To add a bit of ironic insult to injury, there’s the whole notion of using an oil spill settlement fund, of all things, to build new freeways that will almost certainly induce demand and increase the use of fossil-fuel burning vehicles.
And then there’s the matter of where the funds were diverted from. The $100 million was supposed to be spent on repairing the existing Jimmie Davis Bridge, as well as adding two lanes. The bridge project would have been closer to shovel-ready than the I-49 Connector (which doesn’t have anything approximating a construction start date yet). While we don’t support the added bridge lanes (see: that pesky induced demand thing again), it sounds like repair just might have been a worthy cause:
The Jimmie Davis Bridge has structural issues, needs new pavement and aged bolts need to be replaced. Although the bridge is functionally obsolete and about 25,500 cars drive over it per day, at least one appointed official said it isn't considered dangerous.
“I don’t want to paint the picture that the bridge is going to fall because if it was an unsafe bridge we’d close it," said Shawn Wilson, Secretary of the Department of Transportation and Development.
Not unsafe, but cruising toward unsafe. Maintenance would make a whole lot of sense, especially when compared to ramming a brand new freeway through an inner-city neighborhood in order to save long-haul truckers a few minutes.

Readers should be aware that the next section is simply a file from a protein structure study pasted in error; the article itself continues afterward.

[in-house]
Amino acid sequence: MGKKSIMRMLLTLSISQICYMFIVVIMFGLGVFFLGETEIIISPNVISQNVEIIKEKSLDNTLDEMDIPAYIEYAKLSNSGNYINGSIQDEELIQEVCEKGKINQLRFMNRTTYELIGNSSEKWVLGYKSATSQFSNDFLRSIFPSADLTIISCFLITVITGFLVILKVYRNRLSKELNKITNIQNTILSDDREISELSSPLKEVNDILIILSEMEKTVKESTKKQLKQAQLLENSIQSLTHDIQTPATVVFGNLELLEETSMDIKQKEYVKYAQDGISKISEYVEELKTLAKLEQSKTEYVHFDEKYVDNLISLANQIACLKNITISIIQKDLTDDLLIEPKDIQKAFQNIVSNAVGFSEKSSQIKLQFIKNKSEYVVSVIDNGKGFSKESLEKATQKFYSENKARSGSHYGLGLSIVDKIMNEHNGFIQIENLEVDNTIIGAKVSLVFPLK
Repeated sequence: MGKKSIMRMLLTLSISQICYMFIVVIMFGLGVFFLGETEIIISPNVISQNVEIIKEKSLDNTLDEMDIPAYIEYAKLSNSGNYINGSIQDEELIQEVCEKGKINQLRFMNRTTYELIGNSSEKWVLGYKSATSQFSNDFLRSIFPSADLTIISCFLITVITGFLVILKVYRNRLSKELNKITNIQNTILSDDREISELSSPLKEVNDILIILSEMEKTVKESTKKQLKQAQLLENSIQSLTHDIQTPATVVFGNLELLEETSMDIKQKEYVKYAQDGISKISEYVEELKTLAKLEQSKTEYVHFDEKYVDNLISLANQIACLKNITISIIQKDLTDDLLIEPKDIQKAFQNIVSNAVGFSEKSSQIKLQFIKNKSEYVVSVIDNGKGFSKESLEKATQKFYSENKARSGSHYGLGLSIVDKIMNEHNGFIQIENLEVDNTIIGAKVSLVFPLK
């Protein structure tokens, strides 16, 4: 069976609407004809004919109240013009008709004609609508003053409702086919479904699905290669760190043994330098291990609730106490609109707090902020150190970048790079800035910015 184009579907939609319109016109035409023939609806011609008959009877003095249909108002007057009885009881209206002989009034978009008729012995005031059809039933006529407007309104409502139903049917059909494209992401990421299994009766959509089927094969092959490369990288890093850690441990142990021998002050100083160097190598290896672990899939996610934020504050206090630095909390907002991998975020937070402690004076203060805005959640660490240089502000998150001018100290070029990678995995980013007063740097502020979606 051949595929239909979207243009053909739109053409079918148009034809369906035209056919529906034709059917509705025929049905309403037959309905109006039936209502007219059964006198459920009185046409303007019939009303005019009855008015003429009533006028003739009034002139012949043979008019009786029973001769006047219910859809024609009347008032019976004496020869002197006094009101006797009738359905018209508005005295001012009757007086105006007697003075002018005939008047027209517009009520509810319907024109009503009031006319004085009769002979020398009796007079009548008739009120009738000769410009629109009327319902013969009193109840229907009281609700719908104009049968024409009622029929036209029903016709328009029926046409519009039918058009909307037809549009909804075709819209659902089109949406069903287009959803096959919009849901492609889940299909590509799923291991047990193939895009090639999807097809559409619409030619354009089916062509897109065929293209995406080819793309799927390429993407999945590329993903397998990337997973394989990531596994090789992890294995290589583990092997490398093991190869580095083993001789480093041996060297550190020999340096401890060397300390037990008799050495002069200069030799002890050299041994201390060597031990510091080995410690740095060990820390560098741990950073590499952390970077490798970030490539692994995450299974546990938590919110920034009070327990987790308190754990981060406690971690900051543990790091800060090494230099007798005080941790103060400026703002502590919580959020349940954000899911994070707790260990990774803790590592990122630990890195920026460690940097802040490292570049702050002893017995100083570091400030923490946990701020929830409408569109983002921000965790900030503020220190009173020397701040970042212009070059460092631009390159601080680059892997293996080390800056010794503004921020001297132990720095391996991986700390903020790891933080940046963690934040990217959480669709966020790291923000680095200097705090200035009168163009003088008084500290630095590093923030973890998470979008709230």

“It’s like opening packages at Christmas”
So why the insistence on rushing to fund the I-49 Connector? It seems to have everything to do with federal dollars, says the Times in an article from June 4th about the bill’s passage. Coming up with a $100 million state match now allows Louisiana officials to leverage federal dollars for the project:
The state funding makes the project eligible for multiples of matching federal funds for the $547 million project. “Now it's up to the congressional delegation to step up to the plate and secure federal funding,” Peacock said.
Allocating the $100 million to the Jimmie Davis Bridge, it almost goes without saying, would not have resulted in any federal matching funds.
This is Exhibit A in why America has an infrastructure crisis. Local projects are selected and prioritized based not on the urgent needs of local residents or any sort of bottom-up feedback, but on the availability of federal dollars, which are treated as an unqualified good. The June 4th article details a list of 10 highway projects funded by the one-time allocation of oil spill settlement money. It is not clear which projects are new construction and which are maintenance—indicative of how few legislators themselves treat this as an important distinction when it comes to infrastructure spending.
"This is the bill of the session," said Sen. Page Cortez, R-Lafayette, chairman of the Senate Transportation Committee. "It's like opening packages at Christmas."
The gravy train rolls on through Louisiana, despite sound analysis and impassioned community activism—such things don’t seem to be deterring the power brokers who want a big federal check to build an inner-city freeway because they can.
The most telling sentence in the June 4 Shreveport Times article is a glossed-over one that I actually missed the first time because the layout of the page put it right below an advertisement. Nonchalantly stated without elaboration or analysis is this little nugget:
“The state has a $14 billion backlog in infrastructure maintenance.”
Come on, Louisiana. #NoNewRoads.